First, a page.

Storage Aggregation: When the Sum Is Less Than the Parts

One of the biggest storage problems companies face is that as storage demands grow, managing storage becomes increasingly difficult. You can address the increasing storage needs by buying ever larger storage assets, but this approach requires that you forecast eventual needs and purchase equipment accordingly. And it doesn't solve the storage management issues. Using a different approach, you can virtualize existing storage assets and turn multiple storage systems into a single managed asset. Several companies offer virtualization products, including the VersaStor initiative (Compaq), which puts management intelligence into host bus adapters, and the SANsymphony technology (DataCore), which creates a centralized Windows NT Server console.

Last week, Tricord introduced a new aggregation technology called Illumina. Tricord's Illumina software, first implemented on a Network Attached Storage (NAS) device called the Lunar Flare server appliance, virtualizes NAS devices into a single managed unit. But it does more than that. When you combine several 1U (1.75") Lunar Flares in a rack-mounted panel, the software combines the storage into a single RAID 5-like unit—the NAS devices themselves are the redundant systems. That is, Illumina turns a NAS device into the equivalent of a drive in a RAID configuration. If a Lunar Flare loses system power, the system continues working from the redundant information written on the other NAS devices. The Illumina software polls the system to see whether the error is temporary or permanent. After a while, the software starts to rebuild the RAID 5-like configuration to a hot-spare NAS device. You can think of this as a NAS cluster, a feature you currently find only at the high end of the storage appliance space.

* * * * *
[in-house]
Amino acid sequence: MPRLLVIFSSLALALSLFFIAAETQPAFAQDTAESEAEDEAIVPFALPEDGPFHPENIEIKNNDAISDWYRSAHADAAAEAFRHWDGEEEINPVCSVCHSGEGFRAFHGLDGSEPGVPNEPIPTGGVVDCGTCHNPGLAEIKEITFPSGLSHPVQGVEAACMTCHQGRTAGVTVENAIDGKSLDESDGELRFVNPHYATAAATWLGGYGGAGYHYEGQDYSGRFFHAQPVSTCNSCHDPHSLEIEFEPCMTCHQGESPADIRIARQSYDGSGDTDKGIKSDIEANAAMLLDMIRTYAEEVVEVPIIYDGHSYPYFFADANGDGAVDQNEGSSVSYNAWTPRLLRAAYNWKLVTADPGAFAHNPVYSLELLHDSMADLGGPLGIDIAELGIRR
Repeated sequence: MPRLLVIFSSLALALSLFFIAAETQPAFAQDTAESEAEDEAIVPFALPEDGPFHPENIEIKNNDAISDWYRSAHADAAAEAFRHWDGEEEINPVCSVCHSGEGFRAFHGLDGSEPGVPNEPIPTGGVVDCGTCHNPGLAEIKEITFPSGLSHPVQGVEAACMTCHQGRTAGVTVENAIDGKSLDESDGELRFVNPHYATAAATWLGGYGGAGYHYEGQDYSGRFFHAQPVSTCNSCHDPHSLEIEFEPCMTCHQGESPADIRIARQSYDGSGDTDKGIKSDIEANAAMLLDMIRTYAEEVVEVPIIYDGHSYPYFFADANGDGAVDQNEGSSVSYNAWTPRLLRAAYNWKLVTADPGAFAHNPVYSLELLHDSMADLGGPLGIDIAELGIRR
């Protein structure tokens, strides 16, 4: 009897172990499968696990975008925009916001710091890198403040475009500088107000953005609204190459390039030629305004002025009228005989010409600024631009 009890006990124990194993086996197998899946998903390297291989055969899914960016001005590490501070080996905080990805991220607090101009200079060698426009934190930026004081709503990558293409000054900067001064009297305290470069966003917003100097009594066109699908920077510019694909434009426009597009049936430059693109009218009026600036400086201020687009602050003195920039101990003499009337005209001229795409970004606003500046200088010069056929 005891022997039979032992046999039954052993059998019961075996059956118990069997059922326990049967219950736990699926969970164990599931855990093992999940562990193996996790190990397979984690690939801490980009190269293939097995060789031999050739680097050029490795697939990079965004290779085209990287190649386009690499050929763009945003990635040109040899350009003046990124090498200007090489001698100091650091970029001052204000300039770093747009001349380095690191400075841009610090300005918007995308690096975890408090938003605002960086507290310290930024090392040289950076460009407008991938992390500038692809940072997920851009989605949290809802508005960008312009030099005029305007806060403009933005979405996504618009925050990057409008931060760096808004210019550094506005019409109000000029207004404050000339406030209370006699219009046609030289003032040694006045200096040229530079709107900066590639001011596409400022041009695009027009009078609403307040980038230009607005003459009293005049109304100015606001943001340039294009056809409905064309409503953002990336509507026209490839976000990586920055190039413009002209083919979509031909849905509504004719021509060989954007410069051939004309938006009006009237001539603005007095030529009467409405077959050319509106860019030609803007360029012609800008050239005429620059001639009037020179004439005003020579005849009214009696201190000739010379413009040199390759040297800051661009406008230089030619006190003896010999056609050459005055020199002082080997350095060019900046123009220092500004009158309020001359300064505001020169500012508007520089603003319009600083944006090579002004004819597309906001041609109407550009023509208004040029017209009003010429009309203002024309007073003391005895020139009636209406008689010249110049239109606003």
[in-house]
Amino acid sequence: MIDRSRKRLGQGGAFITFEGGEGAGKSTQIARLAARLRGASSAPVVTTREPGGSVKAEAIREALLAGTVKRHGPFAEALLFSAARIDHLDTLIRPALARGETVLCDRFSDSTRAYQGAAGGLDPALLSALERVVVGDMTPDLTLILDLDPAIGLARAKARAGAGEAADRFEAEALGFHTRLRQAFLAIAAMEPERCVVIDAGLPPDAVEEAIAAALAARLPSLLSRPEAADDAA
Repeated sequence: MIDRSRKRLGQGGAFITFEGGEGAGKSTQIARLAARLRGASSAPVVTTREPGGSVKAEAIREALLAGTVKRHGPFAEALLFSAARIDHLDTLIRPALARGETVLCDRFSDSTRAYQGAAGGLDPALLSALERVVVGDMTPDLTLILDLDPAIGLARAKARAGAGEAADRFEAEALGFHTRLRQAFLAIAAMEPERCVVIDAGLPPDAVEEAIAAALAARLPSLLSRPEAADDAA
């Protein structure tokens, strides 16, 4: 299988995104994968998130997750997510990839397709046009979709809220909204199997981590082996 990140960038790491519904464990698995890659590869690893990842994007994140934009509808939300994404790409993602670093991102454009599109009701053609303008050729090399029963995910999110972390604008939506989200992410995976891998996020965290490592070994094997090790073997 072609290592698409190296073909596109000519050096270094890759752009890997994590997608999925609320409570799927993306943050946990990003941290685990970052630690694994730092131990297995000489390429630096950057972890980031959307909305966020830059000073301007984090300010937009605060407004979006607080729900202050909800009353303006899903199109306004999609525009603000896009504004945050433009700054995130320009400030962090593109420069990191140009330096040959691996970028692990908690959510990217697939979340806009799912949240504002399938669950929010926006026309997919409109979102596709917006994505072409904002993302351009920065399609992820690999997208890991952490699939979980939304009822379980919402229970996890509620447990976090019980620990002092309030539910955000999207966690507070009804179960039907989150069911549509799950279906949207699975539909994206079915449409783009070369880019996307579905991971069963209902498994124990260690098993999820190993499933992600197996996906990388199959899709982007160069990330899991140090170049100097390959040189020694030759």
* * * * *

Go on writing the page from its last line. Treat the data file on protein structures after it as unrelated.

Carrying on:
Using Illumina's first shipping version, you can create a 16-node NAS cluster. Each Lunar Flare in the cluster can contain up to 135GB of raw storage for a total capacity of about 1.7TB (reserving three Lunar Flares as hot spares). Illumina supports Windows Common Internet File System (CIFS) and Windows clients such as Windows 2000, Windows NT, and Windows 9x. Illumina also provides SAMBA support for UNIX clients on a Windows network. You manage clusters with a Java browser-based utility, which provides event logging and email notification about problems.

The demo I saw was compelling, and Illumina will offer good value to shops that build their storage assets using NAS. Tricord tells me that the Illumina software will find expression in many other types of storage applications, but the company is counting on this extra high availability and virtualization feature to compete with devices such as the Quantum Snap Server (and its Dell rebranded cousin), which has neither feature.

Tricord's release of Illumina is the culmination of a 3-year development project based on a DFS begun at the California Institute of Technology with input from IBM. Tricord chose to work on the technology when the company left the high-end PC server marketplace, which players such as Compaq increasingly dominated.

Tricord expects to sell the Illumina NAS server appliance clusters as back-end storage appliances for email, database, and multimedia—and as server application appliances for Web servers, backup servers, and Web content/distribution servers. Tricord will sell directly to end users and to ISPs and application service providers (ASPs). The company will also work with partners to service those markets and target specific named accounts. Other products based on this technology will be forthcoming.

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